In order to develop a 'world-class anti-discrimination policy,' Airbnb recently hired former U.S. Attorney General Eric Holder. This move follows rather coincidentally after the company became tangled up in a lawsuit alleging discrimination by hosts against guests based on their sex or ethnicity.
Recently in Litigation Category
Social media can be a great way for a company to expand its reach and build consumer loyalty. REI's Instagram photos of kayaks and mountains have garnered a following of more than 1 million. Coca-Cola has nearly 100 million likes on Facebook. That's more followers than the population of Germany. And General Electric (yes, that General Electric, the one with the dishwashers and refrigerators) has been named one of the best brands on Snapchat.
So, social media has its benefits. But, of course, it also has its drawbacks, including potential legal liabilities. Here's what they are and how you can avoid them.
Last week reports were coming out of tech news that Apple was being forced to stop selling iPhones in Beijing due to a pending patent violation claim by a Chinese smartphone company Shenzhen Baili. As it turns out, sales will continue, but we were struck by the role reversal. That's right: a Chinese company was suing a Western company for copying IP.
But it gets a little bit better than that. It turns out that the business community in China is equally adept at copying questionable Western business practices as it is at copying American trademarks. It's looking more and more like Shenzhen Baili is nothing more than a patent troll.
Federal agencies, that fourth branch of government, have been increasing regulation and enforcement actions in the past years, expanding readings of federal employment laws, targeting individual corporate officers, and even inching closer and closer to institutions once considered "too big to jail." And as government enforcement becomes increasingly robust, many old lessons are starting to change.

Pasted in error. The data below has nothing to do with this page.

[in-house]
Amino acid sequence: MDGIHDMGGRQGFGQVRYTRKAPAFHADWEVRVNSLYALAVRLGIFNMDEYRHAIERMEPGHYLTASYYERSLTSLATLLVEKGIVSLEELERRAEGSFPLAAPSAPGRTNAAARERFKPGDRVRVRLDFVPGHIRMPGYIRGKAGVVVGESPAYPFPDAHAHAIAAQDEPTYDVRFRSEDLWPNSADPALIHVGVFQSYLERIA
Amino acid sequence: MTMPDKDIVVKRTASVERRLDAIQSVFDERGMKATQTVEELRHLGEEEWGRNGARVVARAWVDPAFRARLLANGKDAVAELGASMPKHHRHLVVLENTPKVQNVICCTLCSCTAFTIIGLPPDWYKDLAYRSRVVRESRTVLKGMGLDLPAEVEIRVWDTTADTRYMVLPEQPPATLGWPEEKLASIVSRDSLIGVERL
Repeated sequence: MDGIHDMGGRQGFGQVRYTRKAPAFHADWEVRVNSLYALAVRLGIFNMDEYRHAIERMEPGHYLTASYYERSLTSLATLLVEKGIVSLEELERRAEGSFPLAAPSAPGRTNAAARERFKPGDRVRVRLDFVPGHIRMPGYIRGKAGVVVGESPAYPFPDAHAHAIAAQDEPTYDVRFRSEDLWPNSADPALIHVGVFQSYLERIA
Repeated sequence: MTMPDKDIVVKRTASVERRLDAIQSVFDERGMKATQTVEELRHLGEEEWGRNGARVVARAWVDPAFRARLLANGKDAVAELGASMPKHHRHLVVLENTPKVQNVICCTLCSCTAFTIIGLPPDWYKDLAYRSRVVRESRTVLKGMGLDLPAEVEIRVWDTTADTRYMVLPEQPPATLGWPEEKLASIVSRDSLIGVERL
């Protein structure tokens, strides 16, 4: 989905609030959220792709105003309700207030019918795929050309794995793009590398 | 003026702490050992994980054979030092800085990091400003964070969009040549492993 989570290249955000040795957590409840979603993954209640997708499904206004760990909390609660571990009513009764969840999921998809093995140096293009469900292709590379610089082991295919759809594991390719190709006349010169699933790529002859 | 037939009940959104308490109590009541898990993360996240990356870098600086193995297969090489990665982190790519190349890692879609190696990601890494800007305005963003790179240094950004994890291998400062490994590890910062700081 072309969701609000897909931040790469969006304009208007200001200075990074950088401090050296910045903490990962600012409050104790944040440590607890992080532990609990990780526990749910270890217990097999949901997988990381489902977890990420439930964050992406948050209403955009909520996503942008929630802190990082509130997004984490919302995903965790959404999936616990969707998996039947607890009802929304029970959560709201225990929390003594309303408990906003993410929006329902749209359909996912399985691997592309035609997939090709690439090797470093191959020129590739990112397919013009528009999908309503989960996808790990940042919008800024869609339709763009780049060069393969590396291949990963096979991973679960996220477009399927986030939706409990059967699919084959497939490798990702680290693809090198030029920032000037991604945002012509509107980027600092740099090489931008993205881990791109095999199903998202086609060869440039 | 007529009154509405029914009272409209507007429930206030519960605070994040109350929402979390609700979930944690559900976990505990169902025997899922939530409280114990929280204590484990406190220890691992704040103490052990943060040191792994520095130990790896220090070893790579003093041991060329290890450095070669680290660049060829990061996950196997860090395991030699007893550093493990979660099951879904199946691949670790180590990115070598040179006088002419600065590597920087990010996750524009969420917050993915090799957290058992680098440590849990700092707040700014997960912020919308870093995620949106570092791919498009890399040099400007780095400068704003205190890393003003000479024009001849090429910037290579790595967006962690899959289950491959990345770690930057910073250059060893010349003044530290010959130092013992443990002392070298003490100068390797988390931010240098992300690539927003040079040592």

To help you stay on top of it all, here are our top pieces on recent government litigation and enforcement trends, from the FindLaw archives.
President Obama signed the Defend Trade Secrets Act into law last week, giving powerful new tools to companies looking to protect their trade secrets from misappropriations.
The act adds two major weapons to the corporate legal arsenal: a federal cause of action for trade secrets theft and a civil seizure mechanism that gives the act some serious bite. But it also places new requirements on employers. Here's what in-house counsel should know.
North Carolina has faced a significant backlash since it adopted House Bill 2, a law meant to force transgender individuals to use the bathroom of their birth gender, rather than the gender they identify with. PayPal cancelled plans to expand to Charlotte, Lionsgate and A+E have refused to film in the state, and last week, the Department of Justice warned that the law violated the civil rights of transgender people, which could cost North Carolina millions in federal funds.
Now, the North Carolina is back on the offensive. Governor Pat McCrory filed suit against the DOJ this morning, calling the DOJ's warning a "radical reinterpretation" of the law and asking for court's to declare it legally sound.
In case you haven't been reading the tabloids lately, Gawker, the Internet gossip site, is currently facing a $100 million lawsuit by Hulk Hogan, the 80's professional wrestling superstar.
Gawker, you see, posted an illicit video of Hogan having sex with a friend's wife, but the real shocker is how poorly Gawker's editors performed when deposed. Gawker's terrible showing is a helpful reminder to the rest of us: never cut corners when it comes to prepping high-level employees for litigation.
Last September, just as the Volkswagen emissions fraud was being revealed, U.S. Deputy Attorney General Sally Q. Yates declared that there would be significant changes to the way the Department of Justice handled corporate misdeeds. That memorandum, now known as the Yates Memo, made it clear that when corporations break the law, individuals will be held accountable.
Now, six months later, we're starting to see just how that might play out, and it could end up reducing corporate cooperation in enforcement actions.
For the first time ever, the Equal Employment Opportunity Commission has filed two lawsuits over sexual orientation discrimination.
Both suits are brought under Title VII of the Civil Rights Act, which does not explicitly prohibit employment discrimination on the basis of sexual orientation. Rather, the suits rely on the EEOC's relatively new interpretation that Title VII's prohibition on sex-based discrimination also covers anti-LGBT bias.
Perhaps you've been following #FreeKesha on Twitter, or seen her recent contract dispute pop up in the tabloids. Kesha, the pop star, recently lost a minor legal battle in her suit against Lukasz Sebastian, the record producer known as "Dr. Luke."
But don't write off the dispute as something just for the tabloids. There are important lessons for in-house counsel in there, too, we swear.